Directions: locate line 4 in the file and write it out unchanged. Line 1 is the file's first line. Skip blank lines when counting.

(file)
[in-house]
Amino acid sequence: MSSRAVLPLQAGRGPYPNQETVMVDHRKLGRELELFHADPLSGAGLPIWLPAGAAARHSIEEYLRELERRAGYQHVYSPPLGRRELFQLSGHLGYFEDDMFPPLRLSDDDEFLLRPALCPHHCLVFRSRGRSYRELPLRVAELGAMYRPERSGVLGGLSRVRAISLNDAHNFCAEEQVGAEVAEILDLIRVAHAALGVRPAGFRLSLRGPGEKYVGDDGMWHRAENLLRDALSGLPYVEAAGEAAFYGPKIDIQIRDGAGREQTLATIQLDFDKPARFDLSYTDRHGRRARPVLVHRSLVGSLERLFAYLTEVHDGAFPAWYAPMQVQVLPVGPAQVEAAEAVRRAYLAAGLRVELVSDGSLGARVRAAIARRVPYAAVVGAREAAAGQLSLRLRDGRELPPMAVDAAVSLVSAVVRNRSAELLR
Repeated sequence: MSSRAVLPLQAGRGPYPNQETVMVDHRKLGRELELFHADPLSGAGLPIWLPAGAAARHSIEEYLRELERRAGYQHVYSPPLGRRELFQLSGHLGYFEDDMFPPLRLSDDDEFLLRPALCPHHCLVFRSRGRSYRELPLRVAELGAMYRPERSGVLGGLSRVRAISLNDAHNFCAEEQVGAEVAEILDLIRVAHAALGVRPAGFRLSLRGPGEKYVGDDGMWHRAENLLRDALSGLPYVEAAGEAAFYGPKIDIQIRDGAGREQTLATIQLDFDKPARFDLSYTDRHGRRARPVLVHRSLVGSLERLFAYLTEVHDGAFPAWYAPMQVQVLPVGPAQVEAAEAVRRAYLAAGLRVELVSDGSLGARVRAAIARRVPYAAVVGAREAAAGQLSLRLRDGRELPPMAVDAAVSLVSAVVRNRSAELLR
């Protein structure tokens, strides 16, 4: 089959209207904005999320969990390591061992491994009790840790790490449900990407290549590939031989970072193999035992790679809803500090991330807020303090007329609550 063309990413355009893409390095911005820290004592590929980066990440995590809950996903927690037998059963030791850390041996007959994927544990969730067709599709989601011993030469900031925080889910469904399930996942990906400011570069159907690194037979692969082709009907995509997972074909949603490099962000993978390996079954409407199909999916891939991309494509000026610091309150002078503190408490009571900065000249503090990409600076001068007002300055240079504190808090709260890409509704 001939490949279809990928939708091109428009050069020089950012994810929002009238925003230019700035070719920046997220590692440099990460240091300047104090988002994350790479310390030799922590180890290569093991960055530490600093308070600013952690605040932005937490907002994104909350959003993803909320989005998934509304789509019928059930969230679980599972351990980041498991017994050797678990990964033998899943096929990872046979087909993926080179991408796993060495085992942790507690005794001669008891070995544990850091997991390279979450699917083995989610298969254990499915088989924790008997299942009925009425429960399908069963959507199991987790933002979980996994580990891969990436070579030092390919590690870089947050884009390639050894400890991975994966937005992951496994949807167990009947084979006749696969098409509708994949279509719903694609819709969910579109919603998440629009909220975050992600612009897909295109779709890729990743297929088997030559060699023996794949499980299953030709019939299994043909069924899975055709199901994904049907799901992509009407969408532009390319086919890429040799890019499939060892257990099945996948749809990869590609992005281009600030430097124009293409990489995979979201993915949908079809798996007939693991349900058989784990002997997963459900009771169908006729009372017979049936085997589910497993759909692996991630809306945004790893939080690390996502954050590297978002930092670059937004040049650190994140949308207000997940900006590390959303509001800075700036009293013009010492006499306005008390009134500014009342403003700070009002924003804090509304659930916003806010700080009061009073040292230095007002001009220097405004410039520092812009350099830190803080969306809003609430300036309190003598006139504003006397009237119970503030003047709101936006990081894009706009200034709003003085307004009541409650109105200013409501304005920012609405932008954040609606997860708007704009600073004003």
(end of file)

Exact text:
């Protein structure tokens, strides 16, 4: 089959209207904005999320969990390591061992491994009790840790790490449900990407290549590939031989970072193999035992790679809803500090991330807020303090007329609550 063309990413355009893409390095911005820290004592590929980066990440995590809950996903927690037998059963030791850390041996007959994927544990969730067709599709989601011993030469900031925080889910469904399930996942990906400011570069159907690194037979692969082709009907995509997972074909949603490099962000993978390996079954409407199909999916891939991309494509000026610091309150002078503190408490009571900065000249503090990409600076001068007002300055240079504190808090709260890409509704 001939490949279809990928939708091109428009050069020089950012994810929002009238925003230019700035070719920046997220590692440099990460240091300047104090988002994350790479310390030799922590180890290569093991960055530490600093308070600013952690605040932005937490907002994104909350959003993803909320989005998934509304789509019928059930969230679980599972351990980041498991017994050797678990990964033998899943096929990872046979087909993926080179991408796993060495085992942790507690005794001669008891070995544990850091997991390279979450699917083995989610298969254990499915088989924790008997299942009925009425429960399908069963959507199991987790933002979980996994580990891969990436070579030092390919590690870089947050884009390639050894400890991975994966937005992951496994949807167990009947084979006749696969098409509708994949279509719903694609819709969910579109919603998440629009909220975050992600612009897909295109779709890729990743297929088997030559060699023996794949499980299953030709019939299994043909069924899975055709199901994904049907799901992509009407969408532009390319086919890429040799890019499939060892257990099945996948749809990869590609992005281009600030430097124009293409990489995979979201993915949908079809798996007939693991349900058989784990002997997963459900009771169908006729009372017979049936085997589910497993759909692996991630809306945004790893939080690390996502954050590297978002930092670059937004040049650190994140949308207000997940900006590390959303509001800075700036009293013009010492006499306005008390009134500014009342403003700070009002924003804090509304659930916003806010700080009061009073040292230095007002001009220097405004410039520092812009350099830190803080969306809003609430300036309190003598006139504003006397009237119970503030003047709101936006990081894009706009200034709003003085307004009541409650109105200013409501304005920012609405932008954040609606997860708007704009600073004003």